Wednesday, 2 October 2013

Andris Nelsons Chess Moves

The Boston Symphony Orchestra has announced today that Andris Nelsons won't be renewing his contract with the City of Birmingham Symphony Orchestra. "“It’s very good news,” said Mark Volpe, the BSO’s Managing Director. “It came up organically. He started looking at how he was going to organize his musical life and what he wanted to do in Boston and what he wanted to do in Tanglewood. It became clear, especially with blocking some family time, that something had to give.”

The announcement on the CBSO site is rather more discreet. In August 2012, the CBSO announced the extension of his contract formally through the 2014-2015 season, and then for subsequent seasons on the basis of an annual rolling renewal. So the "rolling renewal" is terminated barely a year after it was announced.

Nelsons says: " I have enjoyed five great seasons with (Birmingham) and, while I look forward to another two in my current role, this difficult decision comes in view of my new position with the Boston Symphony Orchestra alongside my wish to protect precious time with my young family."

For Boston, Nelsons is a coup: no wonder they're over the moon. While other US orchestras are running into problems and losing conductors, Boston has managed to lure the hottest conductor on the circuit, a man seriously tipped for Berlin when Simon Rattle steps down in 2017. But what's in it for Nelsons?  European and American orchestral cultures are different in so many ways that it's not simply a matter of switching podiums. Many US conductors would give their best batons for opportunities across the Atlantic.  American orchestras tend to think in terms of long tenure and orchestral development. If the BSO had to coast while James Levine divided his time between them and the Met, and his illness, how will they cope with a conductor whose real future lies in the international scene? A conductor like Nelsons isn't going to stay in one place and give up Bayreuth or Berlin, or Salzburg, or Vienna, or wherever. Besides, Nelsons is shaping up as one of the greatest opera conductors on the circuit. Indeed, he was conducting opera from a very early stage in his carer. Whatever Boston might have to offer, it's not quite in the European league.  Besides, Boston's a lot futther from Latvia. So what's Nelsons planning long term? What's in his best interests, and in the best interests of music in general?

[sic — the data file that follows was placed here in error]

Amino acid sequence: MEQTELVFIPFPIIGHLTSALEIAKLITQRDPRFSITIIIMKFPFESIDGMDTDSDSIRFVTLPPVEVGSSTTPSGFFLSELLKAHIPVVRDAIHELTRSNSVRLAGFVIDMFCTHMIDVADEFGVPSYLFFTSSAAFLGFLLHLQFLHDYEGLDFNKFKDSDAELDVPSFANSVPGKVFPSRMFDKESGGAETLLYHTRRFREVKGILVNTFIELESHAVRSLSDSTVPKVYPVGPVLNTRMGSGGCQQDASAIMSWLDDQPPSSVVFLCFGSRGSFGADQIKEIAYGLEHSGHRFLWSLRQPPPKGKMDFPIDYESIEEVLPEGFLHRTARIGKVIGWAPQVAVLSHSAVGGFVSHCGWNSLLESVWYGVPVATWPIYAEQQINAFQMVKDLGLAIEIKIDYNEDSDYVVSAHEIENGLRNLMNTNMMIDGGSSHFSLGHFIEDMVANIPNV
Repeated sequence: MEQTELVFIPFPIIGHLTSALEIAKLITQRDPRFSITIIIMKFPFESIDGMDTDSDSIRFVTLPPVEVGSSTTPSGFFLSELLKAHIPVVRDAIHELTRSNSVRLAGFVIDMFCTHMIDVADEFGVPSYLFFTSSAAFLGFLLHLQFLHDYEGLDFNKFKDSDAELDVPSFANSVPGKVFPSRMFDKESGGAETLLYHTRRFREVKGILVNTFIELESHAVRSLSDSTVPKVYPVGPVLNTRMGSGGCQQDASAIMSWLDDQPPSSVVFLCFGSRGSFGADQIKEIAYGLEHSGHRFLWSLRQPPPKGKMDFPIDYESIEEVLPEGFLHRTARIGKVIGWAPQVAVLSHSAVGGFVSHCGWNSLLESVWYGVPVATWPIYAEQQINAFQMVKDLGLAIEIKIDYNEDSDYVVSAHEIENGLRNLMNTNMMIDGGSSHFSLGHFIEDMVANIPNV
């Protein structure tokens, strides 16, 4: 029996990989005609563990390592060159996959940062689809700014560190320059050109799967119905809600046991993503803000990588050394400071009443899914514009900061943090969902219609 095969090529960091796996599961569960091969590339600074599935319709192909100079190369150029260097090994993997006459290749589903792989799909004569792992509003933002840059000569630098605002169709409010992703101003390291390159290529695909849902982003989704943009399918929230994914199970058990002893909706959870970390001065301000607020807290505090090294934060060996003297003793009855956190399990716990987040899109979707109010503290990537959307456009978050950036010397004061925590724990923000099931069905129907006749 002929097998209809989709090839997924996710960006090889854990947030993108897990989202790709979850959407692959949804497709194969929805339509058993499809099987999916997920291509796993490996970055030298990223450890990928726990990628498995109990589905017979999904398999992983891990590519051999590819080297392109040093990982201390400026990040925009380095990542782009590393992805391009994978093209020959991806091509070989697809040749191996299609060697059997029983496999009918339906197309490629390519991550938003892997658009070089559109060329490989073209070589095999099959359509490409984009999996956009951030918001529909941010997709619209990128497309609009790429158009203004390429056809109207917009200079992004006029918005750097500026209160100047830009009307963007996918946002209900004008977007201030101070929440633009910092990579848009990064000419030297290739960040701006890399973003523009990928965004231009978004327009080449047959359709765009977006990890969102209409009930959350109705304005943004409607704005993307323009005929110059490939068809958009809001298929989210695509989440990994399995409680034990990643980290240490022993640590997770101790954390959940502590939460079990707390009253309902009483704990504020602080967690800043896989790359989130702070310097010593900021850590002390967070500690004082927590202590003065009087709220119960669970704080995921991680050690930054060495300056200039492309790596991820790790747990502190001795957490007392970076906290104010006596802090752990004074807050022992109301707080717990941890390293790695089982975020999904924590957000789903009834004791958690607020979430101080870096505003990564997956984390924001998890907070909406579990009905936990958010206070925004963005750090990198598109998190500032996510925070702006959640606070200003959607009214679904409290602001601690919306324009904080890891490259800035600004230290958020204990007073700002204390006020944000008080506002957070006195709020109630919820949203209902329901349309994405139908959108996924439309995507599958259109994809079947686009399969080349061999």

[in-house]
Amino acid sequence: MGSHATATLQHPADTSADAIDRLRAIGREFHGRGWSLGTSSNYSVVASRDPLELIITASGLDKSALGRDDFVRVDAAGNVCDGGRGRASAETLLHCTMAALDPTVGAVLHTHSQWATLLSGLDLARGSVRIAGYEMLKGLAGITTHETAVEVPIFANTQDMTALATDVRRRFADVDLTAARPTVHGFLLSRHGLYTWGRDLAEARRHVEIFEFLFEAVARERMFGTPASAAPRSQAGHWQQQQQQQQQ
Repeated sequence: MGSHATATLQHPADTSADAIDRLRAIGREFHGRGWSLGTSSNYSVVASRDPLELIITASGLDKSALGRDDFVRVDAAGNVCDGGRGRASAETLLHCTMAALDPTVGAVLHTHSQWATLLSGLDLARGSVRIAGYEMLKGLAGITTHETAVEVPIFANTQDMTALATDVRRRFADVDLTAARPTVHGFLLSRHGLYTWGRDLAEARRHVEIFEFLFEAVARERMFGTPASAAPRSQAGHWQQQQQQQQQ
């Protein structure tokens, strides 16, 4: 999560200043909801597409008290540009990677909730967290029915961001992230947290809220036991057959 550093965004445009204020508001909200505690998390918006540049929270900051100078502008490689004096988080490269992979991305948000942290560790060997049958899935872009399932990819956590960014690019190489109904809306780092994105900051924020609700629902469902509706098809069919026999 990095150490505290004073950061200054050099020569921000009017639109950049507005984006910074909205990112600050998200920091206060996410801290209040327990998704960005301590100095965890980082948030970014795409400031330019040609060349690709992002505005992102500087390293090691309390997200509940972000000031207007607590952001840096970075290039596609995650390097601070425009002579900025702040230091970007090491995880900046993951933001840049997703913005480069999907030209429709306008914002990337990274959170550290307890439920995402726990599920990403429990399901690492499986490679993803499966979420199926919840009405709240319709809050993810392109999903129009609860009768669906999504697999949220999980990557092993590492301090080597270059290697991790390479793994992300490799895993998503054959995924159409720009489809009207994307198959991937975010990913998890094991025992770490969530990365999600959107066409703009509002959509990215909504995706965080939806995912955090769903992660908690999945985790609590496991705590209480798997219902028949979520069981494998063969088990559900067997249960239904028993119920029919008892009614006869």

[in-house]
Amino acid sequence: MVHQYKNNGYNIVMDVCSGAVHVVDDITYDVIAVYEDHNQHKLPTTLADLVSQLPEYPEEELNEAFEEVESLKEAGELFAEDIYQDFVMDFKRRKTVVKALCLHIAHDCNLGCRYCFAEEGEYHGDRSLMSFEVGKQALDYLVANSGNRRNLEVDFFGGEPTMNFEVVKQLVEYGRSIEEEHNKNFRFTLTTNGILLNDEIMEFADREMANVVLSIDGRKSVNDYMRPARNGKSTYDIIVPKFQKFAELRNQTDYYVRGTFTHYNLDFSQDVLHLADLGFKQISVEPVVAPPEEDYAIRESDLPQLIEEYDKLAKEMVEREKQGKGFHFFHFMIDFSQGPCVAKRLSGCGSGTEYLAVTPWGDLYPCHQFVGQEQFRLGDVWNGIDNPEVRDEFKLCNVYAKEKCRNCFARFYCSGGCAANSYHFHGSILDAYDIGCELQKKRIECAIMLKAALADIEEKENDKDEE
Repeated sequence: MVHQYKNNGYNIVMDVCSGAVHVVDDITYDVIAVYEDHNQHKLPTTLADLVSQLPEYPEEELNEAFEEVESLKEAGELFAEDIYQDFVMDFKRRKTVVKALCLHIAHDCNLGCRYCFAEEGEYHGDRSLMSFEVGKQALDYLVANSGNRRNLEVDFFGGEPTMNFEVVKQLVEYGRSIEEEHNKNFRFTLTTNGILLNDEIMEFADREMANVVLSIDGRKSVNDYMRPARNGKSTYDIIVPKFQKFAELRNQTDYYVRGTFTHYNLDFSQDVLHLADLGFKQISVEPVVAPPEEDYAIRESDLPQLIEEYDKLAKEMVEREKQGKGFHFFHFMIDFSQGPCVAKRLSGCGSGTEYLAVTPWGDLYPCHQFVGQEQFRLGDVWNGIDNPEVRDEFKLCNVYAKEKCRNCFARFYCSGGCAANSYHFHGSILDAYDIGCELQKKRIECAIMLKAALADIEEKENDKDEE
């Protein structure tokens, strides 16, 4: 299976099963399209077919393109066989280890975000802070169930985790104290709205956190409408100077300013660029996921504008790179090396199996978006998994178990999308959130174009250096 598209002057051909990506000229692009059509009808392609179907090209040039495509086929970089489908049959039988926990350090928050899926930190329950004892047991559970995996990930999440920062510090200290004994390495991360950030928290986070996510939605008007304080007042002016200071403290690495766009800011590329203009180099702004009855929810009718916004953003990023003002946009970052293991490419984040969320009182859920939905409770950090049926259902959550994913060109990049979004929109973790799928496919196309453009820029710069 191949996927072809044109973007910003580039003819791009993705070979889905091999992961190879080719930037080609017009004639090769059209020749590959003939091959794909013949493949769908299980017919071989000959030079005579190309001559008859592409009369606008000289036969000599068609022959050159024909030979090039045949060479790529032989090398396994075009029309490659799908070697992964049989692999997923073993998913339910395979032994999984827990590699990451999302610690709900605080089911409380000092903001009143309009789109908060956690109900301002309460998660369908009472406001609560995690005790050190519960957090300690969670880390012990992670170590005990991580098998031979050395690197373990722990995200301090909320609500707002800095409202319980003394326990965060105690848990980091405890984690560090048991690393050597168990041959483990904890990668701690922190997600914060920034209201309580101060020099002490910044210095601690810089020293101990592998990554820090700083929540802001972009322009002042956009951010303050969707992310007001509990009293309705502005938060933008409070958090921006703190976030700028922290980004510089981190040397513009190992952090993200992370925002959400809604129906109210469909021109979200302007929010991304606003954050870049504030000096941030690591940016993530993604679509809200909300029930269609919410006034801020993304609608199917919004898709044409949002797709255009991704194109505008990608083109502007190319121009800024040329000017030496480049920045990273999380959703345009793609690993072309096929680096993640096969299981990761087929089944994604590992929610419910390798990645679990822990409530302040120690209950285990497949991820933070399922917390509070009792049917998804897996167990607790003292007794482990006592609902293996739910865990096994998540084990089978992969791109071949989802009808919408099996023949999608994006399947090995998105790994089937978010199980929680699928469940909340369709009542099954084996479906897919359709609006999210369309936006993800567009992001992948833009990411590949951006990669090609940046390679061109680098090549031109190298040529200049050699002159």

Evan Tucker said...

I seem to be the only person who thinks that Nelsons was a bad mistake. Management wanted Nelsons, the orchestra liked Nelsons, but they wanted Deneve and Deneve was the right pick. Nelsons won't last more than ten years with them unless he also lands the Met when Levine (finally) leaves. But he has to compete for that podium with Yannick Nezet-Seguin, and the Met has clearly put their eggs in YNS's basket, giving him a first rate production and cast for a different opera every year. Ultimately, I think Berlin should pick Nelsons, but I'm sure they'll either pick Thielemann or Dudamel because of their celebrity factor. And even if Nelsons doesn't get Berlin, there's talk of his replacing Jansons at one or both of his orchestras. And that doesn't even cover what might happen of Covent Garden or Vienna comes open sooner or later.

Doundou Tchil said...

You're right on the money there, Evan ! Nelsons is far too good not to stay on the international circuit, so his future lies outside BSO> They prob need rejuvenation after years in relative limbo, but a major star isn't necessarily the way to go. The Berliners are sharp enough to separate celebrity from genuine musical challenge, so Dudamel's not a contender there, esp after Rattle leaves. So Theie3lmann and Nelsons. But as you say, Covent Garden, where Nelsons is dearly loved. His wife is adored there too. And they're only 3 hours from home.